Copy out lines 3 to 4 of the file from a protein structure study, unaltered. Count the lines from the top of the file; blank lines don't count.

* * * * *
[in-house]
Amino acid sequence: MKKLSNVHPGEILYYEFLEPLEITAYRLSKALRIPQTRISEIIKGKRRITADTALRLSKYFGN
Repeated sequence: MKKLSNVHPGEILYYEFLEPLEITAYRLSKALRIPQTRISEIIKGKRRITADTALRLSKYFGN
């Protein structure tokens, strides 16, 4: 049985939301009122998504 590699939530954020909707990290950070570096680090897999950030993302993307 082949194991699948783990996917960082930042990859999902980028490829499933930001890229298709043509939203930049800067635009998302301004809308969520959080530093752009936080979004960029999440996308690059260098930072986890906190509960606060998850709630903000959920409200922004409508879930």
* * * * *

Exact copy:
Repeated sequence: MKKLSNVHPGEILYYEFLEPLEITAYRLSKALRIPQTRISEIIKGKRRITADTALRLSKYFGN
């Protein structure tokens, strides 16, 4: 049985939301009122998504 590699939530954020909707990290950070570096680090897999950030993302993307 082949194991699948783990996917960082930042990859999902980028490829499933930001890229298709043509939203930049800067635009998302301004809308969520959080530093752009936080979004960029999440996308690059260098930072986890906190509960606060998850709630903000959920409200922004409508879930």